Tag Archives: resource

My Food Allergy Responses Graph


Inspired by the Food Allergy Fun graph of responses that Tiffany gets when she tells people her child has a food allergy, I made my own graph.  These are the typical responses that I, as an adult, get when I tell people about my shellfish allergy & try to give a brief description of the dangers of cross-contamination.

Typical Responses When I Explain my Food Allergy & Cross Contamination:

This is what I hear all the time.

Click the graph above for the full-sized image.

Food Allergy Fun | Actual Responses – Food Allergy Fun Graph


Sad, but funny.  Food Allergy Fun‘s Tiffany is always good for a giggle.  At least I only have to worry about myself, not a little one.  I could make a similar graph of responses that I encounter when I tell other adults about my food allergy.

Actual Responses – Food Allergy Fun Graph

Actual Responses - Food Allergy Fun Graph

via Food Allergy Fun (click image to go there!)

via Food Allergy Fun: Actual Responses – Food Allergy Fun Graph.

…blah blah blah Food Allergy blah blah blah blah.


Sad, but true.

blah blah blah food allergy blah blah blah blah

Image via Food Allergy Fun

I encourage you to read more at Food Allergy Fun!  Hey, we all have to maintain some sense of humor about food allergies, and when we laugh at excellent cartoons like this, we know we’re all in it together & not alone (like it feels sometimes).

Follow Tiffany on Twitter for more cartoons as they happen!  I’m (obviously) a big fan.

Book Review | Allergic Girl: Adventures In Living Well With Food Allergies


So, I had ordered the Allergic Girl book a while ago, and did finally finish reading it, but a lot has been going on in life lately so I didn’t have any time to sit down & give it the thoughtful review that I felt it deserved. Now, I have the time to do that.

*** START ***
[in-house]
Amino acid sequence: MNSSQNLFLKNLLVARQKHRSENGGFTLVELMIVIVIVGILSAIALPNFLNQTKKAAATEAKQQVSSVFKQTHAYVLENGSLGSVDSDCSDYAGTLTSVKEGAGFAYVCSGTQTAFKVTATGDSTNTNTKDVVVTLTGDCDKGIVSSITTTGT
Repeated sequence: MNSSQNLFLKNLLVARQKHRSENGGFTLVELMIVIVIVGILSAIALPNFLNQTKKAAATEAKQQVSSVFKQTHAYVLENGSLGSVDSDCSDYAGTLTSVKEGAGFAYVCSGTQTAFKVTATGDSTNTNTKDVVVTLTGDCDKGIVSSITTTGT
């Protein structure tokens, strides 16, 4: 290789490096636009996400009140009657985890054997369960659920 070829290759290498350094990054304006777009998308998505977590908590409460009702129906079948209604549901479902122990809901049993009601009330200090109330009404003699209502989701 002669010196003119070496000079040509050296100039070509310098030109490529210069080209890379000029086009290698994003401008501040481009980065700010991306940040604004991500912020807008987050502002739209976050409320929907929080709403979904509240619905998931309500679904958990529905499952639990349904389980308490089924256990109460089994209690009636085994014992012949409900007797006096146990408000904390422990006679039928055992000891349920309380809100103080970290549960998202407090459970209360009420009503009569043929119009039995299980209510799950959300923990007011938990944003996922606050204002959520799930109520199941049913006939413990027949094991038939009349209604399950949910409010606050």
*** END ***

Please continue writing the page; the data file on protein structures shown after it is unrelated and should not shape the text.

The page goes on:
Allergic Girl: Adventures In Living Well With Food Allergies

Allergic Girl: Adventures In Living Well With Food Allergies

The author Sloane Miller has a popular blog, and is so very easily contacted via Twitter… which as I’ve remarked before, is easily now my go-to resource for any food allergy related news or information.  Twitter is how I discovered Sloane, her food allergy advocacy empire, and this wonderful book.  I’ll warn you now, this may read more like an advertisement than a review… but this is the first book of its kind that I’ve ever picked up… if there are even any more like this out there, and it really spoke to me.

The first thing that hit me about the book is that it’s an excellent balance of “hey, you’re not alone” and “we’ll work through this”.  It’s a comfort & a guide all at once.  Of course, the writing style pulled me in right away.  In the prologue, you’re dropped into a situation that could easily be a sitcom plot (or your weekend), but the seriousness is not lost in the humor… it’s underscored by it.

The book then moves into accounts of discovering and dealing with food allergies, one passage in particular that I’m going to highlight before I give it to friends & family to read… it describes the anxiety that builds after just an inkling in your mind that a certain food is unsafe (or could be unsafe) for whatever reason.  I felt like Sloane had read my mind & put down my thoughts.  From the order of thoughts jumping to other thoughts, to the hidden (or hopefully hidden) panic, down to the actions in dealing with such a situation… it’s uncanny.  It’s a hard thing to convey to people, even if they are supportive & understanding.

The book covers dating, which can be harrowing… but luckily I have my incredibly supportive wife, and I don’t have to worry about that any more.  This is a great guide to anyone in a dating situation, or for younger people with food allergies about to get into dating… or any social situation.

Allergic Girl is thankfully chock-full of resources for everything from websites to support groups to products to help you deal with your food allergies.  There are also bullet-points at the end of each chapter, not unlike a textbook… they can work as a personal checklist for you.

This book will help you get organized… build support, learn to pick your food allergy battles, and maybe even to expand your comfort zones.  This is what I personally need to work on.  Dining out can be a paralyzing fear for me, and I need to learn to find people and restaurants that will work with me to feed me & keep me safe.  Whether it’s starting the dialog the right way, using chef cards, or making calls ahead… they are all viable options of acquiring a safe meal.

If you have food allergies, have a friend, relative, or other loved-one with food allergies and want to understand their situation a little more… you need this book.  No joke.